NEW DELHI US diplomats were holding secret talks with the All Parties Hurriyat Conference (APHC) in this charged and security-ridden Indian capital as the Vajpayee government deliberated whether to extend the “unilateral ceasefire” beyond January 26.
Quoting what it said was a very reliable source, The News report said at least one, or maybe more, diplomats working for the US mission here, was wrong overtime, even on Sun-day. The lady diplomat reportedly held a lengthy meeting with two APHC activists, who maintain regular contacts with New Delhi-based diplomats. As this back-door diplomacy continued, the all-important Cabinet Committee on Security (CCS) met to decide whether the army and other security agencies in Kashmir should continue with the policy of “non-initiation of fire.”
Projected as the “unilateral cease-fire,” this policy was hailed all over the world, showing to the “international community” as if New’ Delhi was seriously looking for a lasting solution of the Kashmir problem. It also spread the impression that at tile peak of his political career, which was mostly spent in pursuing the Hindu extremist causes, Vajpayee wanted to get out of the historic prejudices and rigid constructs, developed during 50 years of acrimony between Pakistan and India. The Indian prime minister strengthened the impression through his “musings” on the New Year eve.
But Vajpayee has opponents in his own party and the government, although many in’ New Delhi seriously believe that Vajpayee and Advani have played “good cop-bad cop” by design. Jaswant Singh has also conveyed it to the prime minister’s office that permitting the APHC delegation to Pakistan would eventually lead to “tripartite talks” on Kashmir, a possibility the foreign office mandarins of South Block, vehemently resent.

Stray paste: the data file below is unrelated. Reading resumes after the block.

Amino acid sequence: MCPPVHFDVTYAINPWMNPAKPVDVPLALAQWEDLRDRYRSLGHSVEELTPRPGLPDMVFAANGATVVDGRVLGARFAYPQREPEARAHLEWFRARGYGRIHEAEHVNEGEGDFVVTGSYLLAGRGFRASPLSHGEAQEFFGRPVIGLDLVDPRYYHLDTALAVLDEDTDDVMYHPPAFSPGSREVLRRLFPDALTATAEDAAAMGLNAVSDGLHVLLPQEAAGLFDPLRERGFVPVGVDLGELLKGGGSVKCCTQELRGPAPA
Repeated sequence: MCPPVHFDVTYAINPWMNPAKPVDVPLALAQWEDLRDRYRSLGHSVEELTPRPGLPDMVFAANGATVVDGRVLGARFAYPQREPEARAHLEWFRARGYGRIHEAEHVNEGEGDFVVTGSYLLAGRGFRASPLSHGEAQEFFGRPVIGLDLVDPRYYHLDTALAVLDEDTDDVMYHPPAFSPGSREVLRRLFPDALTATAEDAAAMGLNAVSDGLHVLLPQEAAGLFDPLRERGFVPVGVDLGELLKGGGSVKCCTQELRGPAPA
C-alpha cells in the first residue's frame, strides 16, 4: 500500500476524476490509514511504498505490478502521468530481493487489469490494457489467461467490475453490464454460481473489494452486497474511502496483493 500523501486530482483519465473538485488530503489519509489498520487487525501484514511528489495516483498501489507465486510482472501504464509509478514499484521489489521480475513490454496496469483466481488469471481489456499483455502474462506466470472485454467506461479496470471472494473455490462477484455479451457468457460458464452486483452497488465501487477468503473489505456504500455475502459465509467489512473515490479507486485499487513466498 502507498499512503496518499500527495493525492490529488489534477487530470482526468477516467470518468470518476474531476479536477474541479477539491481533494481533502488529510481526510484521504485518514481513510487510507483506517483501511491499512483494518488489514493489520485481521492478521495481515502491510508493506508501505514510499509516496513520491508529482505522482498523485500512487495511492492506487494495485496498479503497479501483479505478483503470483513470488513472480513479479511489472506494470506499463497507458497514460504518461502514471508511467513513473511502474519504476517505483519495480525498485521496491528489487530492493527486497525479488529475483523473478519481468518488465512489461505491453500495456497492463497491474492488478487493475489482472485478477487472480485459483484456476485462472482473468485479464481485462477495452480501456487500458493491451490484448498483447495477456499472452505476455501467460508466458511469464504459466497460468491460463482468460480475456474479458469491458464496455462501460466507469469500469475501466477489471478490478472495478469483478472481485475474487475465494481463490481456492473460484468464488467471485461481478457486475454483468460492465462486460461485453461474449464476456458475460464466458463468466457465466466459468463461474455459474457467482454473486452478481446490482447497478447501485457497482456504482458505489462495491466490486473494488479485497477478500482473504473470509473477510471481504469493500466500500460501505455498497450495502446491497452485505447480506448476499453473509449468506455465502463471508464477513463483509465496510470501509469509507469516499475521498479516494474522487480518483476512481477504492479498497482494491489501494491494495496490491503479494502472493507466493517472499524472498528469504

Many Indian journalists, regularly writing on external affairs, have also begun high-lighting and supporting the South Block’s reservations to APHC delegation going to Pakistan. In the latest issue of prestigious “India Today,” Tavleen Singh author of a well-received book on the Kashmir entangle, had written a very strong column about it.
She insists that APHC delegation wants to go to Pakistan for it would help “Pakistan’s general to establish his belief that the APHC represents the people of Kashmir as distinct from the people of India. This is his way of paving the way for eventual tripartite talks between India, Pakistan and Kashmir. So sitting in distant Islamabad, Pakistan’s unelected government has decided who should represent the Kashmiri people.”
(KASHMIR OBSERVER, 23, January, 2001)
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